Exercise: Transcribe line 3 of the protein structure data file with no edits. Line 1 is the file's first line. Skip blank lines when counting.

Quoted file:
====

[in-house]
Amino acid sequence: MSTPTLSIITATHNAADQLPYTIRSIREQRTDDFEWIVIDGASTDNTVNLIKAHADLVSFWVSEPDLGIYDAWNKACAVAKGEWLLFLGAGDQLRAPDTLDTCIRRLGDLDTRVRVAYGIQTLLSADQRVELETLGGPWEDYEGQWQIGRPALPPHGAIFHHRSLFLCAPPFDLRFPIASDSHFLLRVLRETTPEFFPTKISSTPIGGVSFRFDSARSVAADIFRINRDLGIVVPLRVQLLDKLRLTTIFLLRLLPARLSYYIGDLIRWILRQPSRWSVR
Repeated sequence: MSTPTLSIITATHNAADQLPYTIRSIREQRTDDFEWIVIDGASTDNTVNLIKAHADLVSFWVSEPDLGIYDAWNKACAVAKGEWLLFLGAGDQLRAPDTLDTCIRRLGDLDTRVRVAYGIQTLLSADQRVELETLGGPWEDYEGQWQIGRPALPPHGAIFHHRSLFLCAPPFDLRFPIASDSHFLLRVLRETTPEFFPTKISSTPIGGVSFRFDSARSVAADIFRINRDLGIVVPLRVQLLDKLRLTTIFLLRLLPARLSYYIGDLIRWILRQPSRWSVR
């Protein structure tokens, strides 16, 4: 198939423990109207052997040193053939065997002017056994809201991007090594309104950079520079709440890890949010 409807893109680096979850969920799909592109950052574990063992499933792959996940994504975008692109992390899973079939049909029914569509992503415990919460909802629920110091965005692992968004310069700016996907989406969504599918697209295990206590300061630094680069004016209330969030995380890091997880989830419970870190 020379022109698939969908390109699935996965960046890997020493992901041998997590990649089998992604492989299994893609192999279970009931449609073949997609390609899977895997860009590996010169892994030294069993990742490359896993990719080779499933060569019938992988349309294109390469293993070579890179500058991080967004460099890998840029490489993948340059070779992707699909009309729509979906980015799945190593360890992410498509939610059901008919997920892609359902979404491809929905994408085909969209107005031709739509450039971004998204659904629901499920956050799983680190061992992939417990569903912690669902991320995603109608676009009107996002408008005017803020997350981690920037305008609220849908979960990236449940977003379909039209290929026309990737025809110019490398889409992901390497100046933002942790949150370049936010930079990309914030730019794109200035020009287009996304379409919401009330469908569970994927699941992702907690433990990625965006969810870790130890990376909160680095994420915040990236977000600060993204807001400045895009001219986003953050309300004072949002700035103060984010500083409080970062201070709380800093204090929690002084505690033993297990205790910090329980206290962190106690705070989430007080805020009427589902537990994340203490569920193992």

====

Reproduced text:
Repeated sequence: MSTPTLSIITATHNAADQLPYTIRSIREQRTDDFEWIVIDGASTDNTVNLIKAHADLVSFWVSEPDLGIYDAWNKACAVAKGEWLLFLGAGDQLRAPDTLDTCIRRLGDLDTRVRVAYGIQTLLSADQRVELETLGGPWEDYEGQWQIGRPALPPHGAIFHHRSLFLCAPPFDLRFPIASDSHFLLRVLRETTPEFFPTKISSTPIGGVSFRFDSARSVAADIFRINRDLGIVVPLRVQLLDKLRLTTIFLLRLLPARLSYYIGDLIRWILRQPSRWSVR